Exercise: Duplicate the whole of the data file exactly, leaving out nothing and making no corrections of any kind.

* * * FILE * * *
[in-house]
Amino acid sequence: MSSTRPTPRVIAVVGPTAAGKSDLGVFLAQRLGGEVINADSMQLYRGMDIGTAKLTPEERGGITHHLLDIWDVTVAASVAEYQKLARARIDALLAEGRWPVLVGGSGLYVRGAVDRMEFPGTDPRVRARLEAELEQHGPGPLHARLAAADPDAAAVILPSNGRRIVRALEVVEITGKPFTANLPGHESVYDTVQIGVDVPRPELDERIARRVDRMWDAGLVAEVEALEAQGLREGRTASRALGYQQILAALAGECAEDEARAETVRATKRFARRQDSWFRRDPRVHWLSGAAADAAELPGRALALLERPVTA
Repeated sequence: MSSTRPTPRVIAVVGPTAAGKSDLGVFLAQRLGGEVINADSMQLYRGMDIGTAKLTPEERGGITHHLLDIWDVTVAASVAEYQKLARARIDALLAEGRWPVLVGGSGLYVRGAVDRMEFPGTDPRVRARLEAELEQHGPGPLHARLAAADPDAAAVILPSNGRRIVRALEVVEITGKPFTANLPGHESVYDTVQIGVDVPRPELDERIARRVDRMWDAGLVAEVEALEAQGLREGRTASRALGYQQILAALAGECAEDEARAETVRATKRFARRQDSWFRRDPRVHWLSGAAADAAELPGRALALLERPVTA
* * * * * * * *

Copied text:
[in-house]
Amino acid sequence: MSSTRPTPRVIAVVGPTAAGKSDLGVFLAQRLGGEVINADSMQLYRGMDIGTAKLTPEERGGITHHLLDIWDVTVAASVAEYQKLARARIDALLAEGRWPVLVGGSGLYVRGAVDRMEFPGTDPRVRARLEAELEQHGPGPLHARLAAADPDAAAVILPSNGRRIVRALEVVEITGKPFTANLPGHESVYDTVQIGVDVPRPELDERIARRVDRMWDAGLVAEVEALEAQGLREGRTASRALGYQQILAALAGECAEDEARAETVRATKRFARRQDSWFRRDPRVHWLSGAAADAAELPGRALALLERPVTA
Repeated sequence: MSSTRPTPRVIAVVGPTAAGKSDLGVFLAQRLGGEVINADSMQLYRGMDIGTAKLTPEERGGITHHLLDIWDVTVAASVAEYQKLARARIDALLAEGRWPVLVGGSGLYVRGAVDRMEFPGTDPRVRARLEAELEQHGPGPLHARLAAADPDAAAVILPSNGRRIVRALEVVEITGKPFTANLPGHESVYDTVQIGVDVPRPELDERIARRVDRMWDAGLVAEVEALEAQGLREGRTASRALGYQQILAALAGECAEDEARAETVRATKRFARRQDSWFRRDPRVHWLSGAAADAAELPGRALALLERPVTA